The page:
Over the past several centuries, legal, social and political changes have been made by women. One of them was suffrage. Almost a century would pass before the combined efforts of all the activists would bear fruit and women earned the right to vote. The history of women being granted the right to vote is traced here.
A brief overview
By the 19th century, women were already claiming equality in the economic and political spheres and towards social reforms. By the middle of the 19th century, women sought to change the laws to grant them the right to vote. Both national and international organizations joined together to pool their efforts towards that aim. These include the International Woman Suffrage Alliance which was founded in 1904 in Berlin, Germany.
In recent centuries, many instances occurred where women were selectively given and then completely stripped of the right to vote. In 1838, Pitcairn Islands was the first province in the world to award and continuously maintain women’s suffrage. In 1913, Norway became the first sovereign nation to do this. The Kingdom of Hawaii originally had universal suffrage in 1840. But this was rescinded in 1852, and in 1898, was annexed by the United States.
Russian and British empires
In the years after 1869, several provinces under the Russian and British empires conferred women’s suffrage. Some of these provinces became sovereign nations at a later point, like Australia, New Zealand and Finland. In the Isle of Man, women who owned property attained the right to vote in 1881. In 1893, women in New Zealand (which was a self-governing British colony then) were granted voting rights. The non-Aboriginal women in Australia gradually attained the right to vote between 1894 and 1911. In the Russian Grand Duchy of Finland, before its independence, women were the first in the world who gained racially equal voting rights. In 1906, they gained both the right to vote as well as stand as candidates. Most of the major Western powers granted women their voting rights during the interwar period. These included Canada (1917), Germany and Britain (1918), Austria and the Netherlands (1919) and the United States (1920).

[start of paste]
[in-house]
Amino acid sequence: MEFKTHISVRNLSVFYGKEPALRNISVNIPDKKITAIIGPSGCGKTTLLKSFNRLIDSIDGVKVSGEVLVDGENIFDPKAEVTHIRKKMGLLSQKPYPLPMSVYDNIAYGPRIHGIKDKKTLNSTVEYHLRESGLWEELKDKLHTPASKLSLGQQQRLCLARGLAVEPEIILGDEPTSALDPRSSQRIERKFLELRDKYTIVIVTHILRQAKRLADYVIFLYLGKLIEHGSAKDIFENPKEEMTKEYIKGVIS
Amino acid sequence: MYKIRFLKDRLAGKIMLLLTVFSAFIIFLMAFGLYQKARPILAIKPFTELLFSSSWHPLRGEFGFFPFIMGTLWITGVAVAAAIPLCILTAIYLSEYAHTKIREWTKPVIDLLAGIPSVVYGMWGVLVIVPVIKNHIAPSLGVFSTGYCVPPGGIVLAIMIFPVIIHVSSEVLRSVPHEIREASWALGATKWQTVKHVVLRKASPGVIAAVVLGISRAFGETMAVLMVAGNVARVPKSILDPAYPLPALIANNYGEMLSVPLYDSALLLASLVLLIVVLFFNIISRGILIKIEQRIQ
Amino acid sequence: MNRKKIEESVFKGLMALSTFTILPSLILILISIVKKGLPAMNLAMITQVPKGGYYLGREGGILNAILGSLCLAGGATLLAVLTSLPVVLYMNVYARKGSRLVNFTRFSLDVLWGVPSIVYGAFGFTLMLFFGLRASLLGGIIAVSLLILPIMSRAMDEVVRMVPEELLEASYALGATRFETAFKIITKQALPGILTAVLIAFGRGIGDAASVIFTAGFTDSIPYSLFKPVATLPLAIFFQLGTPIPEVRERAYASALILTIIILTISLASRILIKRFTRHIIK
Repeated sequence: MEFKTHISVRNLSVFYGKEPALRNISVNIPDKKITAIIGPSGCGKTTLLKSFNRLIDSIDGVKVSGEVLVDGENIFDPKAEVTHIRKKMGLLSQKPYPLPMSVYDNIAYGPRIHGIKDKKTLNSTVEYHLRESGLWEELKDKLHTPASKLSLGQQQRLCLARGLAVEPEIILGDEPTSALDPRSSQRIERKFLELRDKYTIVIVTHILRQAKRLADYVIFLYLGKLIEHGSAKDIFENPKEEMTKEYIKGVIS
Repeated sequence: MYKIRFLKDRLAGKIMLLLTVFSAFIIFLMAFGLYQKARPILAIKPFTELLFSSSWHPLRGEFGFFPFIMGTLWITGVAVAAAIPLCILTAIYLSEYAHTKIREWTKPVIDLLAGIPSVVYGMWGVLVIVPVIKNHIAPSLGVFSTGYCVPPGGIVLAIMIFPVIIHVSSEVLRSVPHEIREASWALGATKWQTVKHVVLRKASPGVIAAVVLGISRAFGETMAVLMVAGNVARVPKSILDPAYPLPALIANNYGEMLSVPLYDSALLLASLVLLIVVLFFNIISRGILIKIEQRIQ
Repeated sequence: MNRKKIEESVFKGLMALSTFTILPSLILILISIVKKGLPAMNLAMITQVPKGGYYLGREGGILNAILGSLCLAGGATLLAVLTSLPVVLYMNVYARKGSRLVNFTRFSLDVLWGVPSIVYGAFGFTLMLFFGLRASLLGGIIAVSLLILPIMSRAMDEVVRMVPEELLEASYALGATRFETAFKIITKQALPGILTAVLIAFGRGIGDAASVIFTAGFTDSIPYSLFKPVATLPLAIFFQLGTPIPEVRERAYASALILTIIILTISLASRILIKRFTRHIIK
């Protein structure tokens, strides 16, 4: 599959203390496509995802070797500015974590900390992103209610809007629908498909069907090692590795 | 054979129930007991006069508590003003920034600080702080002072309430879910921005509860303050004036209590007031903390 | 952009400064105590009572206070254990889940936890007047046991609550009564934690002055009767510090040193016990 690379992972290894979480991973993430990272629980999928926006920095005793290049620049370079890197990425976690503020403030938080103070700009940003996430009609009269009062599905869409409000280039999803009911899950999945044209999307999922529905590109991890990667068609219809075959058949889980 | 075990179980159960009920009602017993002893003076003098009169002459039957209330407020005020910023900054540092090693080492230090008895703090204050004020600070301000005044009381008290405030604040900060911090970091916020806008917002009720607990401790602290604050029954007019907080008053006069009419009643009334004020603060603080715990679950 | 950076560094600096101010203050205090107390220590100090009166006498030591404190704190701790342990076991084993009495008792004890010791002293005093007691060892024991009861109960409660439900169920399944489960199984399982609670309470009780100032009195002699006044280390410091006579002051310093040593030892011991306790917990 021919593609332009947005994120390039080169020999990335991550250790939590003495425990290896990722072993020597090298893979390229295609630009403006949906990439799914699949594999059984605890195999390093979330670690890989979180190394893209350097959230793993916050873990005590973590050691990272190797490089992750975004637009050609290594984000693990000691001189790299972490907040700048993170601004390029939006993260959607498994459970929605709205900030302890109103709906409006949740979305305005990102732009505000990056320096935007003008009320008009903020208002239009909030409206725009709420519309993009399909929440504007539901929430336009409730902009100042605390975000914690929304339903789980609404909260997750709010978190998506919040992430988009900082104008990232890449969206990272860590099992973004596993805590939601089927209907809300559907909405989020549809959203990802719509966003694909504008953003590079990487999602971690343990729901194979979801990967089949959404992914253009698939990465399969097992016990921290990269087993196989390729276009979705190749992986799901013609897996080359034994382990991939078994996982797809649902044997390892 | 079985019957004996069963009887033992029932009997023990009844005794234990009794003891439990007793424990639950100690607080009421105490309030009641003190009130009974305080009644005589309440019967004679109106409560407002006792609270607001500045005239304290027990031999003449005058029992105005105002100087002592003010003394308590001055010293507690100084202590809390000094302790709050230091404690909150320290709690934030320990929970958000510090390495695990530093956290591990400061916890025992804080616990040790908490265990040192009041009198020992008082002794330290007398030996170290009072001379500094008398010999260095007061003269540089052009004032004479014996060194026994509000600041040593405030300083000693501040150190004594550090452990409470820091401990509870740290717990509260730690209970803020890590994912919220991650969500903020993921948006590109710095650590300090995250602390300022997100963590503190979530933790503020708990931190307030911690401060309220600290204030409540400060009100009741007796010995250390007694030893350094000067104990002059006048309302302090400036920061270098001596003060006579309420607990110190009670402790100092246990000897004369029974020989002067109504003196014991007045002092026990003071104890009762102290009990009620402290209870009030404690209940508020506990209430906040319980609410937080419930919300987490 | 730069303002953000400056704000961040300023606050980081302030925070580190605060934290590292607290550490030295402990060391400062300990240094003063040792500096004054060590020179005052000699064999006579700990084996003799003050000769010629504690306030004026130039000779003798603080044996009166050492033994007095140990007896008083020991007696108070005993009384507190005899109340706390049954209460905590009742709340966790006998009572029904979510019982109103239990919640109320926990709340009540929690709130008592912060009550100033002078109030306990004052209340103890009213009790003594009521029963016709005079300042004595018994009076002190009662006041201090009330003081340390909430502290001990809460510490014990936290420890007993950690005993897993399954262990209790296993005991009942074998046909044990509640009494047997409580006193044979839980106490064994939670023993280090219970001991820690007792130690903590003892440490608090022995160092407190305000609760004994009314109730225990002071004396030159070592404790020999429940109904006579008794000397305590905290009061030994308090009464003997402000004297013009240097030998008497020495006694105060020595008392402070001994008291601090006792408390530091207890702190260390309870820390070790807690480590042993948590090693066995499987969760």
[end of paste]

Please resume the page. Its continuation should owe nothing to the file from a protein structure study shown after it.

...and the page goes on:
In France, women were only given the right to vote in 1944. In Greece, literate women have had the right to vote in local elections since 1930. But equal suffrage for all women was only granted in 1952. In Switzerland, women have had the right to vote at the federal level since 1971. Between 1959 and 1990, they attained the right to vote at the local canton level.
Post World War scenario
Women’s role and contribution to the First World War challenged a lot of myths about the physical and mental inferiority of women. The notion of women being unfit to vote, both by constitution and temperament, became difficult to maintain. If women could work and ace it in the munitions factories, then it seemed both ungrateful and ridiculous to deny them the right to vote. Hence, if the war helped in any way, it was this- it helped dispel the irrational fears that swirled around women’s entry into the public sphere. But the right to vote was a lot more than simply a reward for hard work.
Gaining the right to vote was accomplished by political campaigns by women and their supporters. In several countries, women had limited suffrage before men received universal suffrage. For instance, women who were literate or owned property were granted the right to vote before all men got it. In the years after the Second World War, the United Nations encouraged women’s suffrage. The Convention on the Elimination of All Forms of Discrimination Against Women, formed in 1979, recognizes the right to vote as a basic right.
History of women’s suffrage
Ancient Athens is often cited as the birthplace of democracy. Only the adult male citizens in Athens who were property owners had the right to vote during those times. Europe was, through subsequent centuries, generally reigned by monarchs, although various forms of parliament existed at differing times. Within the Catholic Church, high ranking abbesses allowed certain women the right to sit and vote in the national assemblies. The scenario was the same with the high-ranking abbesses in Medieval Germany, whose ranks equalled that of the independent princes of the empire. Their Protestant successors were granted the same privileges almost till modern times.